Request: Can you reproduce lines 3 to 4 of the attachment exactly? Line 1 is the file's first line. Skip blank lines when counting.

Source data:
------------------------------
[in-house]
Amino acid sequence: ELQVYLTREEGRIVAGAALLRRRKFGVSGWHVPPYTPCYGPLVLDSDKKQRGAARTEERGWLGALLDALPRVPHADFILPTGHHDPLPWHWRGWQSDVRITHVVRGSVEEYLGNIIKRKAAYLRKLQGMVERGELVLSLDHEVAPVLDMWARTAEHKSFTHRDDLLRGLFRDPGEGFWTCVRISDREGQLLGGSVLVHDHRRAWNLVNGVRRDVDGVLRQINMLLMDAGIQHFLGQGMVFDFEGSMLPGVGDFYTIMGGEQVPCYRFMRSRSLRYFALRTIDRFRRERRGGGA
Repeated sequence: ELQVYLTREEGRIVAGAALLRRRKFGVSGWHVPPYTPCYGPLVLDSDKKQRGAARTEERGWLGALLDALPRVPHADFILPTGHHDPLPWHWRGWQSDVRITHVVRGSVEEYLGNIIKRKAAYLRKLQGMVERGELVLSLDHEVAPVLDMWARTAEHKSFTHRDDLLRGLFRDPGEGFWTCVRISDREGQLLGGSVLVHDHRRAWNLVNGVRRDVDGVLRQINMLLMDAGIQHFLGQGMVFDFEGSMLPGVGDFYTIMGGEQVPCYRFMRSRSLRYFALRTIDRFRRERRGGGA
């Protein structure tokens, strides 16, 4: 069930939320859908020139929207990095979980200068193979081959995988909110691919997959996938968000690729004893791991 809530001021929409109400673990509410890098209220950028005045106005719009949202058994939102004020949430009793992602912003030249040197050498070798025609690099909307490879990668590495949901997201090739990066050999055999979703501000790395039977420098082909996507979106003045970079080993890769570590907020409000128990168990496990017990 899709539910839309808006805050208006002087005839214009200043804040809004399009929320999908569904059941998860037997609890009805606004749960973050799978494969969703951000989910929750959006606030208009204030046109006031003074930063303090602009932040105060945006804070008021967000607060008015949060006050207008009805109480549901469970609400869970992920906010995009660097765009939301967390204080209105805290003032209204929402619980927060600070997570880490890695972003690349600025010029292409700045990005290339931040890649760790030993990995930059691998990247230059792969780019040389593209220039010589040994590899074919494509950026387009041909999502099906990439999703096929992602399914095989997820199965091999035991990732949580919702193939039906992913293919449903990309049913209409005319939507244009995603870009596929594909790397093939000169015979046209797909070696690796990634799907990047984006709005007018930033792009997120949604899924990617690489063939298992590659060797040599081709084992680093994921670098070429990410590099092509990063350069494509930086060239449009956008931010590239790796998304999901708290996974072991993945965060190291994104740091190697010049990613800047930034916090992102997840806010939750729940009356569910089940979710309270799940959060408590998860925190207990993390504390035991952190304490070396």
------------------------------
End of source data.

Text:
Repeated sequence: ELQVYLTREEGRIVAGAALLRRRKFGVSGWHVPPYTPCYGPLVLDSDKKQRGAARTEERGWLGALLDALPRVPHADFILPTGHHDPLPWHWRGWQSDVRITHVVRGSVEEYLGNIIKRKAAYLRKLQGMVERGELVLSLDHEVAPVLDMWARTAEHKSFTHRDDLLRGLFRDPGEGFWTCVRISDREGQLLGGSVLVHDHRRAWNLVNGVRRDVDGVLRQINMLLMDAGIQHFLGQGMVFDFEGSMLPGVGDFYTIMGGEQVPCYRFMRSRSLRYFALRTIDRFRRERRGGGA
């Protein structure tokens, strides 16, 4: 069930939320859908020139929207990095979980200068193979081959995988909110691919997959996938968000690729004893791991 809530001021929409109400673990509410890098209220950028005045106005719009949202058994939102004020949430009793992602912003030249040197050498070798025609690099909307490879990668590495949901997201090739990066050999055999979703501000790395039977420098082909996507979106003045970079080993890769570590907020409000128990168990496990017990 899709539910839309808006805050208006002087005839214009200043804040809004399009929320999908569904059941998860037997609890009805606004749960973050799978494969969703951000989910929750959006606030208009204030046109006031003074930063303090602009932040105060945006804070008021967000607060008015949060006050207008009805109480549901469970609400869970992920906010995009660097765009939301967390204080209105805290003032209204929402619980927060600070997570880490890695972003690349600025010029292409700045990005290339931040890649760790030993990995930059691998990247230059792969780019040389593209220039010589040994590899074919494509950026387009041909999502099906990439999703096929992602399914095989997820199965091999035991990732949580919702193939039906992913293919449903990309049913209409005319939507244009995603870009596929594909790397093939000169015979046209797909070696690796990634799907990047984006709005007018930033792009997120949604899924990617690489063939298992590659060797040599081709084992680093994921670098070429990410590099092509990063350069494509930086060239449009956008931010590239790796998304999901708290996974072991993945965060190291994104740091190697010049990613800047930034916090992102997840806010939750729940009356569910089940979710309270799940959060408590998860925190207990993390504390035991952190304490070396």